Part of the problem in explaining the genesis of the financial crisis is that much of it was just so danged complicated. I’m not excusing the press here, I’m just saying YOU try to tell the uninitiated how collateralized-debt obligations worked, how they were created, how they were rated, and who bought them, in twenty inches—thirty if you’re lucky.
That’s partially why a loopy Howard Beale wannabe can become a fifteen-minute sensation: Greedy neighbors buying houses they can’t afford and defaulting on them, dragging down the poor bankers who lent to them and forcing taxpayers to prop the banks up is easy to understand. It’s soundbite- and slogan-ready in the Age of a Hundred and Forty Characters. Why those poor banks were so eager to lend and what their agents did to shovel product out the door is a more convoluted story, one more prone to glaze the eyes than fire the subcortex.
So it was nice to see a major magazine—Wired—put a story about a math formula that helped create the crisis on its cover. It’s even better that that story is well done, clearly explaining something called a Gaussian copula function in a way that even this Math for Non-Majors guy can understand.
The author, Felix Salmon, writes a blog for Portfolio called Market Movers—one of my regular reads. There, he has a knack for delving into the more complex issues that often fly over the heads of other reporters—or under their radar.
With the Wired cover, he tells how an obscure mathematician named David X. Li wrote a paper in 2000 that effectively “solved” the issue of how to measure risk, allowing the securitization market for mortgages to explode.
Here’s why Wall Street needed Li’s elegant formula:
…bond investors and mortgage lenders desperately want to be able to measure, model, and price correlation. Before quantitative models came along, the only time investors were comfortable putting their money in mortgage pools was when there was no risk whatsoever—in other words, when the bonds were guaranteed implicitly by the federal government through Fannie Mae or Freddie Mac.
But gauging correlation in mortgages is very difficult:
What is the chance that any given home will decline in value? You can look at the past history of housing prices to give you an idea, but surely the nation’s macroeconomic situation also plays an important role. And what is the chance that if a home in one state falls in value, a similar home in another state will fall in value as well?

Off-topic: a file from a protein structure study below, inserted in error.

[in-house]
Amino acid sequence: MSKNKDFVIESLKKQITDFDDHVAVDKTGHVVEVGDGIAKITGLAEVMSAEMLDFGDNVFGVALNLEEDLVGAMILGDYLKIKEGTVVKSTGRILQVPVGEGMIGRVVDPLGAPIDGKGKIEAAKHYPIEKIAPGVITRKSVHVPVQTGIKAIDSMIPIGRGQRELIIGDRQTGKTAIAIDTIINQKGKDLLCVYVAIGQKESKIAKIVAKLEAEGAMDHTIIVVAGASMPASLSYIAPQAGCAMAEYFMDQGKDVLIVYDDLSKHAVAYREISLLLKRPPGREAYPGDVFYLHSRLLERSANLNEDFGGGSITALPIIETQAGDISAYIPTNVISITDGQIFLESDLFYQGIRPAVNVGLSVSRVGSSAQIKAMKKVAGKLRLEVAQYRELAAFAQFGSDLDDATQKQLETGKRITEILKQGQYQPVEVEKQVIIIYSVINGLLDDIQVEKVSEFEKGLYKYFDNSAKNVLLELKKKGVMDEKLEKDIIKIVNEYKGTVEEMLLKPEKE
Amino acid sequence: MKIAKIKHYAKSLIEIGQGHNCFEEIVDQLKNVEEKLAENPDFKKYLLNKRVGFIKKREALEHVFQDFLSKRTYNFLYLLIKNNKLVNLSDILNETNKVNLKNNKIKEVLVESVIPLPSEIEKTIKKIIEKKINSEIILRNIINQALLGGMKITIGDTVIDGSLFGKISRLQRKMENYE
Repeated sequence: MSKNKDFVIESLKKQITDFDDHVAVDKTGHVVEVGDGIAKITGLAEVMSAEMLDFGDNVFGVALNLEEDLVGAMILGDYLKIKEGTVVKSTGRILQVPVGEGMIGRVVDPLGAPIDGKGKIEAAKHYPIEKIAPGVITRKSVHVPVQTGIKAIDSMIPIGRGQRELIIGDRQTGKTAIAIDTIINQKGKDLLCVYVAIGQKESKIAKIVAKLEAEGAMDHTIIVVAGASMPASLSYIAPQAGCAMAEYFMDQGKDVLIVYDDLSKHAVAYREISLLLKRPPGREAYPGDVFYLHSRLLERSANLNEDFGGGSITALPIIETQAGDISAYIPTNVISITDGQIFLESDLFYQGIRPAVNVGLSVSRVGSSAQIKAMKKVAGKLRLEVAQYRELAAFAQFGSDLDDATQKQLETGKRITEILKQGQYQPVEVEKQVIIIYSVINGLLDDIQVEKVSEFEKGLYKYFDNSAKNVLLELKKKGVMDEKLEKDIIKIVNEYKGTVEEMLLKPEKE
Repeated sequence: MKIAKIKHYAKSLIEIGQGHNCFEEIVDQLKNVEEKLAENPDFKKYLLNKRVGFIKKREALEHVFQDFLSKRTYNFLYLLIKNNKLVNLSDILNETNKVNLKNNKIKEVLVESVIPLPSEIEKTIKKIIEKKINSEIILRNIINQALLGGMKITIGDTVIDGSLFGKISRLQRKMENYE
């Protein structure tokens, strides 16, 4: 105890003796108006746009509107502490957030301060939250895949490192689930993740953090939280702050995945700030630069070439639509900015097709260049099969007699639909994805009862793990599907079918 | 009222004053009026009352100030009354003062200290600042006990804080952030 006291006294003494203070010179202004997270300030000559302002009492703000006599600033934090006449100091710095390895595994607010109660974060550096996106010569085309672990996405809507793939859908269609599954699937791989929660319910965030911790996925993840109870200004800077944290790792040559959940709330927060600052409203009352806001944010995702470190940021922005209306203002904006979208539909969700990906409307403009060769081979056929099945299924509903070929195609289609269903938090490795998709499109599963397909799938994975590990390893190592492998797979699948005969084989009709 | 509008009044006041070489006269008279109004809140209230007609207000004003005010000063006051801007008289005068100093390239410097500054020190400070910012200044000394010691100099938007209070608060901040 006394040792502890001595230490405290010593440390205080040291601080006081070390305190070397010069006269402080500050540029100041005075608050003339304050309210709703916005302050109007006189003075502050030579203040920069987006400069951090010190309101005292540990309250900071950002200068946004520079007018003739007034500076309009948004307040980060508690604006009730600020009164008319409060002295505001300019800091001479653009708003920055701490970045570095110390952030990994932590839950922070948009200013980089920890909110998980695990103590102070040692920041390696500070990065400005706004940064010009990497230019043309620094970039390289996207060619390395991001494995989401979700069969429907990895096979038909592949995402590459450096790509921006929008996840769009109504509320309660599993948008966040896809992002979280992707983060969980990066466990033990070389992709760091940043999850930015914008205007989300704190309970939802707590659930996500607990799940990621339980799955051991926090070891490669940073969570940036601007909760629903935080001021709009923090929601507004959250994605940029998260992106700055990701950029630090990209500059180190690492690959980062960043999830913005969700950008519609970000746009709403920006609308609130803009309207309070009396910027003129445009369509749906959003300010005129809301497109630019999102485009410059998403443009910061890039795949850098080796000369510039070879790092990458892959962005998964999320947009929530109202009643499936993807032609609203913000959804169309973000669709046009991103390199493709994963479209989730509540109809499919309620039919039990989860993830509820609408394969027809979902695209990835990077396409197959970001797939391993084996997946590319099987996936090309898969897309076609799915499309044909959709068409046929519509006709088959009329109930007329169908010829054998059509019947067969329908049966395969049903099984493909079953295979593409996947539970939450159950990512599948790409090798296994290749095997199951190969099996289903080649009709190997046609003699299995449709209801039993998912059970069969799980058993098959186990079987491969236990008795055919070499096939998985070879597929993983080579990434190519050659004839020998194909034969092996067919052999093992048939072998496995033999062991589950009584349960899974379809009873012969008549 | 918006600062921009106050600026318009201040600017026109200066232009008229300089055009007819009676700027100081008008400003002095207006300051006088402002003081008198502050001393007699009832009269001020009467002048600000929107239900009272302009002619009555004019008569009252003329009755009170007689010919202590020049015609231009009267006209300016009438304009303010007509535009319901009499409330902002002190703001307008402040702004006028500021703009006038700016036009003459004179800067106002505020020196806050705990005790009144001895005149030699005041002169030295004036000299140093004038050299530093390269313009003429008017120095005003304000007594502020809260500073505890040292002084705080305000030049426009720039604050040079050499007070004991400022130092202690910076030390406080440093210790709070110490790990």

Salmon explains that Li’s insight was essentially to measure correlation based on the prices of credit-default swaps, which presumably rose and fell according to the underlying risk of what they insured.
It was a brilliant simplification of an intractable problem. And Li didn’t just radically dumb down the difficulty of working out correlations; he decided not to even bother trying to map and calculate all the nearly infinite relationships between the various loans that made up a pool. What happens when the number of pool members increases or when you mix negative correlations with positive ones? Never mind all that, he said. The only thing that matters is the final correlation number—one clean, simple, all-sufficient figure that sums up everything.
Salmon makes a compelling case that Li’s formula had a large role in enabling the securitization boom, and thus the housing boom, by putting a relatively easy to understand number on risk. But it had a major flaw:
Li’s copula function was used to price hundreds of billions of dollars’ worth of CDOs filled with mortgages. And because the copula function used CDS prices to calculate correlation, it was forced to confine itself to looking at the period of time when those credit default swaps had been in existence: less than a decade, a period when house prices soared. Naturally, default correlations were very low in those years. But when the mortgage boom ended abruptly and home values started falling across the country, correlations soared.